O'Driscoll approaches Italian job with caution

There Have been two topics of conversation in Roman bars this week - the health of the pontiff and the opening round of the Six Nations Championship, which sees John Kirwan's Italy take on the pre-tournament favourites Ireland at the Stadio Flaminio tomorrow.

The national team is in robust health and rugby is beginning to capture the imagination of Italian sports followers. It is a matter of time now before Italy announce themselves as a force to be reckoned with. Certainly Ireland are under no illusions.

"The Italians are far more structured and organised these days," says Ireland's captain Brian O'Driscoll. "They have learned from other sides and are fast becoming a smart team and are getting harder and harder to bring down. The days of Italy being the whipping boys are long behind us."

Ireland, runners-up in the last two seasons, are no mugs themselves. True, in the bad old days they did succumb to Italy twice away and once in Dublin, but that was last century. Since Italy's entry into the Six Nations in 2000 the men in green have not lost to the Azzurri.

They will be aware that Italy have a ferocious and competitive pack. Four of the back five play in France, the odd man out, the No8 Sergio Parisse, being a member of Treviso's impressive set of forwards.

If Ireland are to win, then they will have to look to their own pack to assert themselves, because there is little doubt that once the ball goes wide the likes of O'Driscoll, his centre partner Gordon D'Arcy, the fullback Geordan Murphy and wing Denis Hickie will have the speed to round the opposition.

Not that Italy's defensive co-ordinator, the Australian Grant Doorey, is too worried. "D'Arcy is a great attacker and as for Brian O'Driscoll, he is very dangerous with ball in hand," he said. "They make a great partnership. But we also have two quality players in Gonzalo Canale and Andrea Masi. Both players are wonderful in the tackle. This promises be a battle between two great centre pairings. We can expect fireworks from these players."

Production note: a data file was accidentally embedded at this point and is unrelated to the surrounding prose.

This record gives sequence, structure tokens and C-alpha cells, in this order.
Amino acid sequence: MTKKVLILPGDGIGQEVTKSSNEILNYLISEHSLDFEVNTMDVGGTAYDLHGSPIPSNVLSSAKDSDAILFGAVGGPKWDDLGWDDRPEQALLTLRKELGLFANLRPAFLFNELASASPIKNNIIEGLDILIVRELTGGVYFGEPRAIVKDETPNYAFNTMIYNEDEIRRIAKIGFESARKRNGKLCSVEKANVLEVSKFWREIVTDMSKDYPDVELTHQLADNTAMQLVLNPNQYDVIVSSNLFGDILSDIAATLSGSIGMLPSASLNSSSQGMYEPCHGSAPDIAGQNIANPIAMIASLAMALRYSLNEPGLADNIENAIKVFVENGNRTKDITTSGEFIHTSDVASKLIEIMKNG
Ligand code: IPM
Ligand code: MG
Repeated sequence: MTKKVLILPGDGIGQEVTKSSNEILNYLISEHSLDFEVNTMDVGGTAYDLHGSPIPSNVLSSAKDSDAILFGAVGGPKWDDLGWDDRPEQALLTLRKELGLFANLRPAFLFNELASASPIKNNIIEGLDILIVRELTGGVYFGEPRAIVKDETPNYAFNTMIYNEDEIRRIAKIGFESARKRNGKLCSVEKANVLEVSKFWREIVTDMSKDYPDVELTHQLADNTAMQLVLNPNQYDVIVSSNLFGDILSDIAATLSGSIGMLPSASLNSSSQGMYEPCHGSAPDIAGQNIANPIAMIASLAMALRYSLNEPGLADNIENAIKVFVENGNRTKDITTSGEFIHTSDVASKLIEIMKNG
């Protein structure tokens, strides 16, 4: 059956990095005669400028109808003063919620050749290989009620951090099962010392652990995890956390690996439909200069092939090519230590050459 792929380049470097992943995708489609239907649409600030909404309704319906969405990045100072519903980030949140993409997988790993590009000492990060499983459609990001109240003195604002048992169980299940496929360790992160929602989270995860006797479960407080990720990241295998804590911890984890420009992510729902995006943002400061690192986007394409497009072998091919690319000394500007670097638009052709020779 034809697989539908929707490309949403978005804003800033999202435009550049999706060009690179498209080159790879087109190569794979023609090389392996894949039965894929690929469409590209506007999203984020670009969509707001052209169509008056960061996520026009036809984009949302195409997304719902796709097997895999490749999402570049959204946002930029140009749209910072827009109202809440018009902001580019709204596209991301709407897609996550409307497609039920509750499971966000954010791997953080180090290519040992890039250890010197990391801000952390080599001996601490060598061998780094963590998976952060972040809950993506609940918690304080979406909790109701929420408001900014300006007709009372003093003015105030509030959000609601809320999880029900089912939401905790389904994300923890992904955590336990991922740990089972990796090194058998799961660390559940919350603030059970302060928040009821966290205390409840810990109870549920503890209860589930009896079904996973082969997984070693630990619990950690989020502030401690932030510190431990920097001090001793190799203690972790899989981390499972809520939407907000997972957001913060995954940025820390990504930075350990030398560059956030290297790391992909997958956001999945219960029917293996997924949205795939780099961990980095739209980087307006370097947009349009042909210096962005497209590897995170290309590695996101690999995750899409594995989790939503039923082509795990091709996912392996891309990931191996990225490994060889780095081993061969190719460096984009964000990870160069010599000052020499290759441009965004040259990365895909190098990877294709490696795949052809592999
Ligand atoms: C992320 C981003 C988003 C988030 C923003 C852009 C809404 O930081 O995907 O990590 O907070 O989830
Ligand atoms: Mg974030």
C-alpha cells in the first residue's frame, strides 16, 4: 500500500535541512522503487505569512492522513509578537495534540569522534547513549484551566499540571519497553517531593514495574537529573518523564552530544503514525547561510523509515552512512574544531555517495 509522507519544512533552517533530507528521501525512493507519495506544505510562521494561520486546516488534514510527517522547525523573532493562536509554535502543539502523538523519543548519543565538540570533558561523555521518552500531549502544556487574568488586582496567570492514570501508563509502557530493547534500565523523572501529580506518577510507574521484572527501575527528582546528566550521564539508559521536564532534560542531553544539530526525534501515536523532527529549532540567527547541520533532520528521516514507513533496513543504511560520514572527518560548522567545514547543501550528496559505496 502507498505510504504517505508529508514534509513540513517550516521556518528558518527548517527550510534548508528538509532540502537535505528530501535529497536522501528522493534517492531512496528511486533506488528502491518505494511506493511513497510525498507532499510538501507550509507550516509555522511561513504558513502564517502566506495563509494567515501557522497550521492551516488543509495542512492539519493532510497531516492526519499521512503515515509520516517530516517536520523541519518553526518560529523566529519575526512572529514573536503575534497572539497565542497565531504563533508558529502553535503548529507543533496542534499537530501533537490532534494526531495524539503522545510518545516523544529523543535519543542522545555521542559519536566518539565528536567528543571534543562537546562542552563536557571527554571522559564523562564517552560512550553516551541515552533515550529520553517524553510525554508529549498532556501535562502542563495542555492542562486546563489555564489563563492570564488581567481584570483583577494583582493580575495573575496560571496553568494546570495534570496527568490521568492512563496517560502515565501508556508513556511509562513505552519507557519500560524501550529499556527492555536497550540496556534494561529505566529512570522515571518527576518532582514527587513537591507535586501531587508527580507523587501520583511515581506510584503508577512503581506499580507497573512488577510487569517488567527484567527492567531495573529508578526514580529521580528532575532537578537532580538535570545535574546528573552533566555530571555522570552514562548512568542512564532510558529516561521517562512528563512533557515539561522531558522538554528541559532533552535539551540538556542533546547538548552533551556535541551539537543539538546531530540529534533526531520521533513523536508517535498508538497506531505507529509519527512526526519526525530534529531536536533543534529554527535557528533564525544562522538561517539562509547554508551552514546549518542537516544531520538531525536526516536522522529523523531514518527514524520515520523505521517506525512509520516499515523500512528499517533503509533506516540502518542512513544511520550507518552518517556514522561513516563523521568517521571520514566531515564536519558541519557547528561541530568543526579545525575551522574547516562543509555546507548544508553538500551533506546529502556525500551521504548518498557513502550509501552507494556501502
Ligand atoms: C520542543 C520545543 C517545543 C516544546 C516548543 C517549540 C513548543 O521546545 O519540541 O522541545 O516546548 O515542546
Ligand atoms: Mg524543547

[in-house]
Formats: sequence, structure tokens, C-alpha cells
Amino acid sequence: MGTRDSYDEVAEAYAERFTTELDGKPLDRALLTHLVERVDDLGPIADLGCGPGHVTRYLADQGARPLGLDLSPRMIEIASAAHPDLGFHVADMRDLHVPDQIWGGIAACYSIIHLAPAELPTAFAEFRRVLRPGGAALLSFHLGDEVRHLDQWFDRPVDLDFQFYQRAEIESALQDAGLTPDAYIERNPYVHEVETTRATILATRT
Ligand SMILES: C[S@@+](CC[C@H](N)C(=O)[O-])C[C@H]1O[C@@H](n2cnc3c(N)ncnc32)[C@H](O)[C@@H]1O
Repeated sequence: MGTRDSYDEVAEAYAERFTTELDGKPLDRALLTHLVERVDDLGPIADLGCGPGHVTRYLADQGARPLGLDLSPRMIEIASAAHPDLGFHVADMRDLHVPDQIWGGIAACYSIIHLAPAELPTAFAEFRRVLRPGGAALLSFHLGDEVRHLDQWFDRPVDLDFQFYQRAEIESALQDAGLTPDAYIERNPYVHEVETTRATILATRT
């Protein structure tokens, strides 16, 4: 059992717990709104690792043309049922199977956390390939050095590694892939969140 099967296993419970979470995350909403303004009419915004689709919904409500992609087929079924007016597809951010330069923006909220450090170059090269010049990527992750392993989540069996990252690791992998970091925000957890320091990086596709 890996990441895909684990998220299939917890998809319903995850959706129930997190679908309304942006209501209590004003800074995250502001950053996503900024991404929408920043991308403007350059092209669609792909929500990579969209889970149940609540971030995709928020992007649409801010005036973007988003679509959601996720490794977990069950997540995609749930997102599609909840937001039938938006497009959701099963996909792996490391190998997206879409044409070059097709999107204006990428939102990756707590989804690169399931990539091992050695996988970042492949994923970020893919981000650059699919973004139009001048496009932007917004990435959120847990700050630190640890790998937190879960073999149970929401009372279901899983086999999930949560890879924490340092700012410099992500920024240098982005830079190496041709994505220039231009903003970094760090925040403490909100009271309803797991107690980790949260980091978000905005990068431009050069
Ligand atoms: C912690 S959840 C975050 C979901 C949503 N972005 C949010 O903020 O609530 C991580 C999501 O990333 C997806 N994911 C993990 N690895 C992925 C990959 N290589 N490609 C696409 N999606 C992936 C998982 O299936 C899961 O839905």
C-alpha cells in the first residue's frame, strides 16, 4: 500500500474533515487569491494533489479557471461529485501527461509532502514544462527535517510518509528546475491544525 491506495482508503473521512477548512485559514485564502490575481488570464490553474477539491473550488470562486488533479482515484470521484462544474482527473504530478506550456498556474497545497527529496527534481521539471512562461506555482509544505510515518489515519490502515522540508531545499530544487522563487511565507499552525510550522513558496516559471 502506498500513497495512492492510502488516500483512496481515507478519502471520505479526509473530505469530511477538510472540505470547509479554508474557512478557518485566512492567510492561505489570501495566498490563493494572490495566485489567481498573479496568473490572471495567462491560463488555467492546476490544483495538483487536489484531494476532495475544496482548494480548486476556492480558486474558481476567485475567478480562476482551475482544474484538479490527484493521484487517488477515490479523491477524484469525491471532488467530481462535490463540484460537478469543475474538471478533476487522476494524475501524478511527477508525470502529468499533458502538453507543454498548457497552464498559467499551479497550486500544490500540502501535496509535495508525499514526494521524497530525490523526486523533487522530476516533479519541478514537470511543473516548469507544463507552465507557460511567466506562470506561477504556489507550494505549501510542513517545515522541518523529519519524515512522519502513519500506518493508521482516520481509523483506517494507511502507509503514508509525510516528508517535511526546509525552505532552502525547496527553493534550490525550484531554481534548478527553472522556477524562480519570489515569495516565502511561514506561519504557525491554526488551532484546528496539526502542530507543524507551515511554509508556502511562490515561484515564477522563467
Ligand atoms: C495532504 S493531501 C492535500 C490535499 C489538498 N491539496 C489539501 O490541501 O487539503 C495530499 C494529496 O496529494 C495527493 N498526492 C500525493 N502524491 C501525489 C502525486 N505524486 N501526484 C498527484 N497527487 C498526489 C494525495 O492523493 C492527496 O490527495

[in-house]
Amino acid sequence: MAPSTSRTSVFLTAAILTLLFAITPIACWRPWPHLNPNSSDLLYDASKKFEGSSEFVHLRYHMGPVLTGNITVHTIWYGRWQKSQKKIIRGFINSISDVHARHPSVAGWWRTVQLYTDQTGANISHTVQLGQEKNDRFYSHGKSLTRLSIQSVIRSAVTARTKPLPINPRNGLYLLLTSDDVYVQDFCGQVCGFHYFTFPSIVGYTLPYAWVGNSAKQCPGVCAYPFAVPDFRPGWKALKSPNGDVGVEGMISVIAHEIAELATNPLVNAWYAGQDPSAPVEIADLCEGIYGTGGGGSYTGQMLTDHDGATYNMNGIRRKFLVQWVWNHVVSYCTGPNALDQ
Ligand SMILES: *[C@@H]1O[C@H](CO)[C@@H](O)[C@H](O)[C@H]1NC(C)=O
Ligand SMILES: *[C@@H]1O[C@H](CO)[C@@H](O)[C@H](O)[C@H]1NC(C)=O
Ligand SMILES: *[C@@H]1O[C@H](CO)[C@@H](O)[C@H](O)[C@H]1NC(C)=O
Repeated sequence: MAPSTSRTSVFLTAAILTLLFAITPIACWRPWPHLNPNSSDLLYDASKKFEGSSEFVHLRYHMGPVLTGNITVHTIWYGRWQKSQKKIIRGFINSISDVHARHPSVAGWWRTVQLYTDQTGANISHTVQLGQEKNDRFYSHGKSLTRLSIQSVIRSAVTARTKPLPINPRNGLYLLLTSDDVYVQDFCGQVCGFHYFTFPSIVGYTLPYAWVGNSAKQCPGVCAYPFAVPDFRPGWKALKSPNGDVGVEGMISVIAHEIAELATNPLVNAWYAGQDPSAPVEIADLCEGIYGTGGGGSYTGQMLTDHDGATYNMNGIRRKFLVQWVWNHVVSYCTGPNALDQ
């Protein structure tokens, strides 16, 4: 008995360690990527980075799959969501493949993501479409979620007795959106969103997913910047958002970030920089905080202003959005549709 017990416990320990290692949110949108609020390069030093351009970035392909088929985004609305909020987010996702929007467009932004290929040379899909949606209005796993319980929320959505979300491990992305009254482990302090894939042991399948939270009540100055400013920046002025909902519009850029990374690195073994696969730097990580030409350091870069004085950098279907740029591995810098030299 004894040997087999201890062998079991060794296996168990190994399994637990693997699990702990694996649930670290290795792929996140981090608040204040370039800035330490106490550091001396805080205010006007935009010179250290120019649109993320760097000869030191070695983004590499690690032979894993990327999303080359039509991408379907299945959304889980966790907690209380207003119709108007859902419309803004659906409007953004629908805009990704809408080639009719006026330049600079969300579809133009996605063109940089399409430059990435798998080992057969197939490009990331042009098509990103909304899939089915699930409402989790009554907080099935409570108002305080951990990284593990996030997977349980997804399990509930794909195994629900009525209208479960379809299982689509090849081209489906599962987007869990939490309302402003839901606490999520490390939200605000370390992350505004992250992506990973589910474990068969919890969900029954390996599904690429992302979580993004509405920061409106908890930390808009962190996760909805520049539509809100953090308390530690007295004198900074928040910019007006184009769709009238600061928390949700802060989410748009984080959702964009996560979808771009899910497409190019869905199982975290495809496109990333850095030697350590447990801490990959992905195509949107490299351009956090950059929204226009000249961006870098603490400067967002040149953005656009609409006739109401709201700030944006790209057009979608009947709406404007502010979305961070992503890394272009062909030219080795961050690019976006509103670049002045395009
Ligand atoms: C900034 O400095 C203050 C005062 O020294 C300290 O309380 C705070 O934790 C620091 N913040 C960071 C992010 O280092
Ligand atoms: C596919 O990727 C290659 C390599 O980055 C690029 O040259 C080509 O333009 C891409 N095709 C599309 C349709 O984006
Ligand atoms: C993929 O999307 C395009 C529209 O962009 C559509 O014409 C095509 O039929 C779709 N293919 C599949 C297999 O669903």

In five seasons of Six Nations action the Azzurri boast three victories - two over Scotland and one over Wales - and Kirwan, the former All Black wing who is now their head coach, wants more. That they have avoided the wooden spoon for the last two years means little.

"We have improved in the competition in the last few years, but every year is getting harder because our rivals are also getting stronger," says Kirwan, who took charge of the Italy side in 2002. "Playing at home is positive for us. It's certainly not going to be easy with Ireland having won the Triple Crown and France the Six Nations last year."

The captain Marco Bortolami added: "If we are able to play as well as we know we can then this Six Nations could be a turning point for our national team. We want to improve from last season. We want to win two games. It's certainly going to be more challenging because our rivals know they will face a difficult opponent and will not give us anything for free."

Alessandro Troncon, who is the country's most capped player with 85 and a key member of the team since entering the tournament, recently flounced out of the squad on learning he had lost the captaincy to Bortolami.

That was in November. Troncon is back in the fold now, at scrum-half in place of Paul Griffen, whose fitness is in doubt. With experience like Troncon's behind the scrum all it needs now is for the Italian forwards to assert themselves and who knows, maybe the Azzurri's heroics will dominate conversation in the Vatican as well.

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